What is your real, chief and foremost object in life? The vocation you choose will colour your relations with the world. The act of choosing will give you a miniature plan to stimulate and rouse you, to urge you on to desirable action, and to keep you from false paths.

Self-fulfilment does not always mean reaching a lofty height of perfection. The perfection of a tree on a rocky hillside is judged by this: in its environment of soil and climate and molestation by men and animals, it has done all that could be expected of it. The tree may be poverty-stricken, hunger-pinched, tempest-tortured, and stripped of bark, not at all an ideal tree of its species, but it has prevailed in being the best tree possible under the circumstances.

Ambition to succeed must take account of two things as you enter the world market-place: what have you to offer, and what are you prepared to do to improve the quality of what you offer? During the next thirty years you will sell about seventy thousand hours of your time and energy. What you get for it depends upon a constructive and determined answer to these questions.

How constructive are you? Instead of urging their imagination to produce a high and attainable goal, some people are content to struggle and whine through their days with a dull resentment of what they call their “bad breaks”. They are the sort of people who, about to be cast away on a desert island, would select a packing-case full of light novels and cartoon books to keep them company. The constructive person would ask for some blank notebooks and a supply of pencils.

The best in life

A perceptive person discriminates between what the herd approves and what he himself has set his mind upon as being valuable. To such a person most of the pleasures which are run after by mankind are superfluous, or even a trouble and a burden.

Discrimination means to prefer the best. It takes account of what may be, rather than what is. It looks for possibilities. It has learned to scorn mediocrity and things that are shoddy by becoming acquainted with the best. This is easy to do. Whether your interest is in poetry, science or business, there is available to you the opportunity to make yourself familiar with the first-rate of all time.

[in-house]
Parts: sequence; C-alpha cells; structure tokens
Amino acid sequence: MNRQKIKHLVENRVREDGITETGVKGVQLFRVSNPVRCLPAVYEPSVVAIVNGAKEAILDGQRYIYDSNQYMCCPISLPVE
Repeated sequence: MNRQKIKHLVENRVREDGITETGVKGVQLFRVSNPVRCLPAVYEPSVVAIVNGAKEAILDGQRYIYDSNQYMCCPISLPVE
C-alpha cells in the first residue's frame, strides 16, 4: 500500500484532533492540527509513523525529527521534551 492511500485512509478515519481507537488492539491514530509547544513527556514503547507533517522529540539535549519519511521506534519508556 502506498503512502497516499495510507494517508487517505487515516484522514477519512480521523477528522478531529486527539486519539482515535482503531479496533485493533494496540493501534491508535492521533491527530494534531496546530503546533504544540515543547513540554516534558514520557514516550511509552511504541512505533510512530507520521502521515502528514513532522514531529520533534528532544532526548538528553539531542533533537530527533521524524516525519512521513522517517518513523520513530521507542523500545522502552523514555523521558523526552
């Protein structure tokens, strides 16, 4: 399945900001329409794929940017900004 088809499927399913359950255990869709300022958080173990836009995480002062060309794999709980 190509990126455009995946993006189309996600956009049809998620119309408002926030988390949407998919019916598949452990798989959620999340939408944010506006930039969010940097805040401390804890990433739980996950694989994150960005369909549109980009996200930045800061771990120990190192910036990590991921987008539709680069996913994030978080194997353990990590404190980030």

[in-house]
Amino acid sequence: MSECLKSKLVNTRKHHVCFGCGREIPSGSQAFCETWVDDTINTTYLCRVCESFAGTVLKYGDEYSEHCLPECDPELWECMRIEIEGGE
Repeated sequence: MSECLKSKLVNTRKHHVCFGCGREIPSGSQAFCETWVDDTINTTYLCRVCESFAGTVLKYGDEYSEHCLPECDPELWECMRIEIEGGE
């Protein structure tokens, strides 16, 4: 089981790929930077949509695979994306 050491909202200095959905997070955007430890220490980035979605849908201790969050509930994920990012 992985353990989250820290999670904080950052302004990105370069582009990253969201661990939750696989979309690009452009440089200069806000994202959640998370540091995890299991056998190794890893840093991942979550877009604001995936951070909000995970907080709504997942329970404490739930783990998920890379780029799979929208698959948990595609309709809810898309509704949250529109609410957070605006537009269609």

Everything else in your life is relative to the thing you choose as your measure of success, so let it be nothing small.

When you are striving for money, position, or power, you have many competitors, but when you are developing your own personality so as to get the most out of life you have no outside competition. The chief good you seek is something which is your own, not easily taken from you.

We can add very much to our happiness, said a great German philosopher, by a timely recognition of the simple truth that every man’s chief and real existence is in his own skin and not in other people’s opinions. We need the courage to be what we are, and to follow the course we have mapped out.

All of this presupposes activity of thought. This is different from gathering scraps of fact or amassing technical detail. It implies the possession of an ideal against which to measure critically the value of things.

A good question to ask once in a while is this: “How close am I to what I should expect to be at this stage?” It brings your thinking to a point. It reminds you that though there is no reason why every man cannot grasp all the happiness of which he is capable, he has to keep reaching.